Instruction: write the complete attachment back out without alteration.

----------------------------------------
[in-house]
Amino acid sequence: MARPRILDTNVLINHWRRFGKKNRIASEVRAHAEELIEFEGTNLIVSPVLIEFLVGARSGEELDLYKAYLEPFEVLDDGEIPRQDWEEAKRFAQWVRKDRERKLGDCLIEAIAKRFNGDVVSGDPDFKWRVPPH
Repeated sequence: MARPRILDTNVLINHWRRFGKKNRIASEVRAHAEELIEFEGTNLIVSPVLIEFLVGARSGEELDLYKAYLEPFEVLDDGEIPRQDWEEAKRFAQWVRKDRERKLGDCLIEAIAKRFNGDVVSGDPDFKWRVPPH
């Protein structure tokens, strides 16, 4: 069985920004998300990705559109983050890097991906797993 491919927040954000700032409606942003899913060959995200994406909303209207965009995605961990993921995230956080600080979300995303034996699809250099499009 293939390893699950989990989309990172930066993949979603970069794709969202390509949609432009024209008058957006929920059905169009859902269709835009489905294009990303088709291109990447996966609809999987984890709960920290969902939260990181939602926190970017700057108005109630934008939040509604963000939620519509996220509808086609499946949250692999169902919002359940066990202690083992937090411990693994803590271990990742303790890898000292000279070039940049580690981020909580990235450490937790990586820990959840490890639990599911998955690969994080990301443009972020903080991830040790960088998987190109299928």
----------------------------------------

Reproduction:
[in-house]
Amino acid sequence: MARPRILDTNVLINHWRRFGKKNRIASEVRAHAEELIEFEGTNLIVSPVLIEFLVGARSGEELDLYKAYLEPFEVLDDGEIPRQDWEEAKRFAQWVRKDRERKLGDCLIEAIAKRFNGDVVSGDPDFKWRVPPH
Repeated sequence: MARPRILDTNVLINHWRRFGKKNRIASEVRAHAEELIEFEGTNLIVSPVLIEFLVGARSGEELDLYKAYLEPFEVLDDGEIPRQDWEEAKRFAQWVRKDRERKLGDCLIEAIAKRFNGDVVSGDPDFKWRVPPH
């Protein structure tokens, strides 16, 4: 069985920004998300990705559109983050890097991906797993 491919927040954000700032409606942003899913060959995200994406909303209207965009995605961990993921995230956080600080979300995303034996699809250099499009 293939390893699950989990989309990172930066993949979603970069794709969202390509949609432009024209008058957006929920059905169009859902269709835009489905294009990303088709291109990447996966609809999987984890709960920290969902939260990181939602926190970017700057108005109630934008939040509604963000939620519509996220509808086609499946949250692999169902919002359940066990202690083992937090411990693994803590271990990742303790890898000292000279070039940049580690981020909580990235450490937790990586820990959840490890639990599911998955690969994080990301443009972020903080991830040790960088998987190109299928």